At the the Mueller Mi.Net Conference (Mi.Conference), Mueller invited Anil Gosine, a cybersecurity expert, to discuss Internet of Things (IoT) concerns and general Utility IT shortfalls that are inherent to the industry. During his presentation, a few items of note came up regarding Utility Management and their ability to react to cybersecurity threats:
1.) In a 2016 survey, over 80% of Corporate Executives that responded stated they felt they could not understand a cybersecurity report and that their organizations were not prepared for a major attack (both security against and mitigation of effects)
2.) In the same survey, 40% of those respondents stated they were not concerned about their lack of understanding, as they felt they were not liable for the repercussions of hacking nor the responsibility of protecting customer data. Their defense seemed to be based on the fact that this should be IT responsibility
When thinking about this survey example, it made me wonder how concerned the Utility Managers are with cybersecurity, and how they feel their role is played regarding responsibility in the event of an attack. As we work with Utilities to help deploy Automated Metering Systems, I often see the responsibility for this Utility project be pushed off to IT due to being related to technology, however these systems are more about change across the entire Utility, which the IT group cannot effectively manage without support. With this comparison in mind, I’m curious how many Utility Managers would have a similar outlook to customer data protection and responsibility, even if they did not directly realize it until now.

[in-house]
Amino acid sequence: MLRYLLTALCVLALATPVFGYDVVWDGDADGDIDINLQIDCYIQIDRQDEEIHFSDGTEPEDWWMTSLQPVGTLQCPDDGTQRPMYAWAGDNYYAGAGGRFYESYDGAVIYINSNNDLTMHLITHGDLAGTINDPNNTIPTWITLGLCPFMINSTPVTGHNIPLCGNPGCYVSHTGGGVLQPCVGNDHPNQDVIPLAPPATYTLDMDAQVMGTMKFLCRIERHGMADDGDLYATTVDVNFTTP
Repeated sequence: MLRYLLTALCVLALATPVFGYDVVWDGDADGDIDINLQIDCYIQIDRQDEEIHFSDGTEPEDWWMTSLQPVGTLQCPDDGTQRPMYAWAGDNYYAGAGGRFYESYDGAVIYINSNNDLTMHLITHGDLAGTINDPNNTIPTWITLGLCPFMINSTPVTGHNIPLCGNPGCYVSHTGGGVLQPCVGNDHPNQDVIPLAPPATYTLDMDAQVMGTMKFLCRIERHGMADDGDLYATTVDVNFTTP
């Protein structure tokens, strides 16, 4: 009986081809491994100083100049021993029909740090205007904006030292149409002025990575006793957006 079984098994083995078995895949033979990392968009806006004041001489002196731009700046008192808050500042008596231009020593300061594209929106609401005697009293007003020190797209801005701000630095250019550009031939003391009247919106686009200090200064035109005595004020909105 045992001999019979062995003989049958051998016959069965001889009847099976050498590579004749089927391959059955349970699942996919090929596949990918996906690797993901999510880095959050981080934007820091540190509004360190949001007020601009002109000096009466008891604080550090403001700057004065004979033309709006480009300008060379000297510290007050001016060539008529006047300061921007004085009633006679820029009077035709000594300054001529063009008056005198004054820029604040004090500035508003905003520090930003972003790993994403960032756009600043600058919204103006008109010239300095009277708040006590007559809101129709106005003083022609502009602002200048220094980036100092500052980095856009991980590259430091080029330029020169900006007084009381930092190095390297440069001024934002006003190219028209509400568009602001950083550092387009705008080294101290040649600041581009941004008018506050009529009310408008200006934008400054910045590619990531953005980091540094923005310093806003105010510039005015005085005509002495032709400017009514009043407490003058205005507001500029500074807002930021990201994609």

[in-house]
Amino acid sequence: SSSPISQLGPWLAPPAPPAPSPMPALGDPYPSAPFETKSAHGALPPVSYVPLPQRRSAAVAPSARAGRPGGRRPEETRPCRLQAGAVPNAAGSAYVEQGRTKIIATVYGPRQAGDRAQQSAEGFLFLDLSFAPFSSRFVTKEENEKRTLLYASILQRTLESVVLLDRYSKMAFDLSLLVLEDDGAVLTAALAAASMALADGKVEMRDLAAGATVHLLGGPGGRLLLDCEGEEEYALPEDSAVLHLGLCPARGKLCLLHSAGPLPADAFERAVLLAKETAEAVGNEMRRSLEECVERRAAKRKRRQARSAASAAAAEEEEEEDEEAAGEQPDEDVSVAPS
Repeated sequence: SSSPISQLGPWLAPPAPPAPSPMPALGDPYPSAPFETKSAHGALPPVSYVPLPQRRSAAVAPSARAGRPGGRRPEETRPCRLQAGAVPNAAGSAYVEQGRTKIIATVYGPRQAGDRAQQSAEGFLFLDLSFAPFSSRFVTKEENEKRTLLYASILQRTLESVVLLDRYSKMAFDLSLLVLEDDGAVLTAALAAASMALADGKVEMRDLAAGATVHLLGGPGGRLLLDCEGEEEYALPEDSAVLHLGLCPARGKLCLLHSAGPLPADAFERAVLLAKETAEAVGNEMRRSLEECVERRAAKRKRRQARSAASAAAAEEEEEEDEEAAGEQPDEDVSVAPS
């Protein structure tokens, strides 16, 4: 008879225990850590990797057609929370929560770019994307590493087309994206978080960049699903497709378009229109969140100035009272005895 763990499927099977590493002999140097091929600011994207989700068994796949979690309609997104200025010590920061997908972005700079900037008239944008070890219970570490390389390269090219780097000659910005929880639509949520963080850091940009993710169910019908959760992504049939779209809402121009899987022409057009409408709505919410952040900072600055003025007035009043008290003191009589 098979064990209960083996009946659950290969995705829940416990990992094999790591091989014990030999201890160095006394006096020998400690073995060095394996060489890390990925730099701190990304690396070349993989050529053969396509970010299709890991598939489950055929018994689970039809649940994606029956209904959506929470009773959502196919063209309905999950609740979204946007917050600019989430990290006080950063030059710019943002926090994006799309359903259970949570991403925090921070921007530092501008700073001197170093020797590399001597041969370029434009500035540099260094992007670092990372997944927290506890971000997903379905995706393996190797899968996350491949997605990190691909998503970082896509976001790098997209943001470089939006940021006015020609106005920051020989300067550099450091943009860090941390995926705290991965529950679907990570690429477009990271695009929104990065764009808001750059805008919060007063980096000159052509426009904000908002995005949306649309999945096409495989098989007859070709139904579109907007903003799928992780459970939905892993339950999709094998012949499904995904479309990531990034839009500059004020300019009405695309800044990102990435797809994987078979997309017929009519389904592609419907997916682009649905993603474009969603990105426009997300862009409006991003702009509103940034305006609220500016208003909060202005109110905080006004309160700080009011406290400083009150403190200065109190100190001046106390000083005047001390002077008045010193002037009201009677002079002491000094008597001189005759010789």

Another troubling situation is the continued prevalence of IoT discussions related to Smart City and Smart Utility goals. As Utilities continue to expand these networks and add new devices, we are seeing more opportunities for edge computing (situations where the endpoint runs applications and performs calculations) and SCADA-like use cases. SCADA systems have always been ‘islanded’ for security reasons. Many of the devices for IoT have use and operational requirements that necessitate connection; the potential for direct device control by an attacker multiplies the data issues in the event of an attack and can pose larger consequences for the community. None of these concerns are new for the electric industry, but water and gas are continuing to evolve with their own complex application needs, and as these needs develop, the potential for malicious actors to turn their eyes toward these Utilities becomes much greater.
In closing, IT and cybersecurity questions for Utility Leadership:
1. Is our IT Team supported with clear enough directives to act decisively?
2. What can Utility Leadership do to improve our organization to be resilient in the face of attacks?
3. How do we change as an organization to handle the power and transformations coming from IoT and Smart Cities / Smart Utilities?